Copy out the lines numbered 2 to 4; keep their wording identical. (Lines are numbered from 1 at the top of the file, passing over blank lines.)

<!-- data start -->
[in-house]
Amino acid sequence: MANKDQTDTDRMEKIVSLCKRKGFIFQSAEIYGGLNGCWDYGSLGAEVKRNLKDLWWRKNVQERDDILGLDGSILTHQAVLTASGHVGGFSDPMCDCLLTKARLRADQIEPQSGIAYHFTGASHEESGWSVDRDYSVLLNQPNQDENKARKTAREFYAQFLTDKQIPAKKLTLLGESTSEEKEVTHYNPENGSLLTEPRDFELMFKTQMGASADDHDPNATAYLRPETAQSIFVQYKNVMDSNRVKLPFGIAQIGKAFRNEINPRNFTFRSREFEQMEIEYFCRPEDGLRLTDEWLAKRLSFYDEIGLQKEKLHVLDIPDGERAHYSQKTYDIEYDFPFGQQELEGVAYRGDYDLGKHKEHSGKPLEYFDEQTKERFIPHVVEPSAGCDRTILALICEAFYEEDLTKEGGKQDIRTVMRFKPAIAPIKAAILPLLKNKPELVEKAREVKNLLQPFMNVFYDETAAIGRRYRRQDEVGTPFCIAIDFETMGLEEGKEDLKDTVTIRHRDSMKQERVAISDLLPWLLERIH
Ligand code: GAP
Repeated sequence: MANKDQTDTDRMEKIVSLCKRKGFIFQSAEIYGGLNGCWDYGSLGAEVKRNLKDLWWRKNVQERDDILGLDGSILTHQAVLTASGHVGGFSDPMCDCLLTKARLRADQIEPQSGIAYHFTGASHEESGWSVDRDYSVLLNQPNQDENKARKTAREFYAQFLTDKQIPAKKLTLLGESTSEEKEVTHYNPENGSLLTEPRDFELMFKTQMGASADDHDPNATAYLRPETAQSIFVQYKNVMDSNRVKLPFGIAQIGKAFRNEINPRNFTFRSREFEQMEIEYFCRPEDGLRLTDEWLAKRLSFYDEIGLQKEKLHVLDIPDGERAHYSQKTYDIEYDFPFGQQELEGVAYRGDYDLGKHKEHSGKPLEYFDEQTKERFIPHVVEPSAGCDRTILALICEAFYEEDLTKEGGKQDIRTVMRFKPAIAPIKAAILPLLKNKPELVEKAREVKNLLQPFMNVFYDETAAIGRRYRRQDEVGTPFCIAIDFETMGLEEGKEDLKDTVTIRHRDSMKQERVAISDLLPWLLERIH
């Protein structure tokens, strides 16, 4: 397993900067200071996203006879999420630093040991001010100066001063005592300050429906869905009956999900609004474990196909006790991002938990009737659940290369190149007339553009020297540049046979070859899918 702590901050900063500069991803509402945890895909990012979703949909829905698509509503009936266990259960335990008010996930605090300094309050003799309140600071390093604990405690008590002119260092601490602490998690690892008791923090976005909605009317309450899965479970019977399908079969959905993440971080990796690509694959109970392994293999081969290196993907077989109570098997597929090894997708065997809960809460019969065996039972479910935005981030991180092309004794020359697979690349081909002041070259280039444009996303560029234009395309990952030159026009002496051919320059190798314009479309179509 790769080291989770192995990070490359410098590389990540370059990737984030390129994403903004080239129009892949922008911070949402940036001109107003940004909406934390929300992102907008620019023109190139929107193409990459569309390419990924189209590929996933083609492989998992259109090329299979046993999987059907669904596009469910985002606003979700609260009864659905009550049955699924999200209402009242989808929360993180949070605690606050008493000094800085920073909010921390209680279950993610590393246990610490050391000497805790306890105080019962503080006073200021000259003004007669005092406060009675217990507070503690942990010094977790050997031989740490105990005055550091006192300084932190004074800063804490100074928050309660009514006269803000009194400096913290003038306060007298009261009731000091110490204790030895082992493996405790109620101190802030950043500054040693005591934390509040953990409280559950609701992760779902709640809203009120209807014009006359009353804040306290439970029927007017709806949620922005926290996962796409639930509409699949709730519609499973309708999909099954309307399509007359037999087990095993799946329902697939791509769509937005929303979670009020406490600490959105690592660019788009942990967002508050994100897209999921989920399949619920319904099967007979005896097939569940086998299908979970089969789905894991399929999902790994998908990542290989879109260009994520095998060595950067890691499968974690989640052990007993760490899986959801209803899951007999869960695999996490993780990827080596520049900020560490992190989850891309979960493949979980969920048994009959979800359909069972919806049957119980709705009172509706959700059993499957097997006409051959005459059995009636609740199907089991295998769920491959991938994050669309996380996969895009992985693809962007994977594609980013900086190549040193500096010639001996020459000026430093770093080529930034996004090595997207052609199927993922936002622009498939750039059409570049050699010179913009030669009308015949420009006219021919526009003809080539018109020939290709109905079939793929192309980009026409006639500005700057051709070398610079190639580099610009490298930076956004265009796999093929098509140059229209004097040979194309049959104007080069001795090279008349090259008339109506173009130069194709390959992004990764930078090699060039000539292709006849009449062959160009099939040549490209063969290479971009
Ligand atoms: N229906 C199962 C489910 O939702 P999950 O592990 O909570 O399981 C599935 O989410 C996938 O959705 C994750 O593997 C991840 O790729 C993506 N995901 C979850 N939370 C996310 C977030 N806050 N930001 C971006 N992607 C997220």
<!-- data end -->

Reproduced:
Amino acid sequence: MANKDQTDTDRMEKIVSLCKRKGFIFQSAEIYGGLNGCWDYGSLGAEVKRNLKDLWWRKNVQERDDILGLDGSILTHQAVLTASGHVGGFSDPMCDCLLTKARLRADQIEPQSGIAYHFTGASHEESGWSVDRDYSVLLNQPNQDENKARKTAREFYAQFLTDKQIPAKKLTLLGESTSEEKEVTHYNPENGSLLTEPRDFELMFKTQMGASADDHDPNATAYLRPETAQSIFVQYKNVMDSNRVKLPFGIAQIGKAFRNEINPRNFTFRSREFEQMEIEYFCRPEDGLRLTDEWLAKRLSFYDEIGLQKEKLHVLDIPDGERAHYSQKTYDIEYDFPFGQQELEGVAYRGDYDLGKHKEHSGKPLEYFDEQTKERFIPHVVEPSAGCDRTILALICEAFYEEDLTKEGGKQDIRTVMRFKPAIAPIKAAILPLLKNKPELVEKAREVKNLLQPFMNVFYDETAAIGRRYRRQDEVGTPFCIAIDFETMGLEEGKEDLKDTVTIRHRDSMKQERVAISDLLPWLLERIH
Ligand code: GAP
Repeated sequence: MANKDQTDTDRMEKIVSLCKRKGFIFQSAEIYGGLNGCWDYGSLGAEVKRNLKDLWWRKNVQERDDILGLDGSILTHQAVLTASGHVGGFSDPMCDCLLTKARLRADQIEPQSGIAYHFTGASHEESGWSVDRDYSVLLNQPNQDENKARKTAREFYAQFLTDKQIPAKKLTLLGESTSEEKEVTHYNPENGSLLTEPRDFELMFKTQMGASADDHDPNATAYLRPETAQSIFVQYKNVMDSNRVKLPFGIAQIGKAFRNEINPRNFTFRSREFEQMEIEYFCRPEDGLRLTDEWLAKRLSFYDEIGLQKEKLHVLDIPDGERAHYSQKTYDIEYDFPFGQQELEGVAYRGDYDLGKHKEHSGKPLEYFDEQTKERFIPHVVEPSAGCDRTILALICEAFYEEDLTKEGGKQDIRTVMRFKPAIAPIKAAILPLLKNKPELVEKAREVKNLLQPFMNVFYDETAAIGRRYRRQDEVGTPFCIAIDFETMGLEEGKEDLKDTVTIRHRDSMKQERVAISDLLPWLLERIH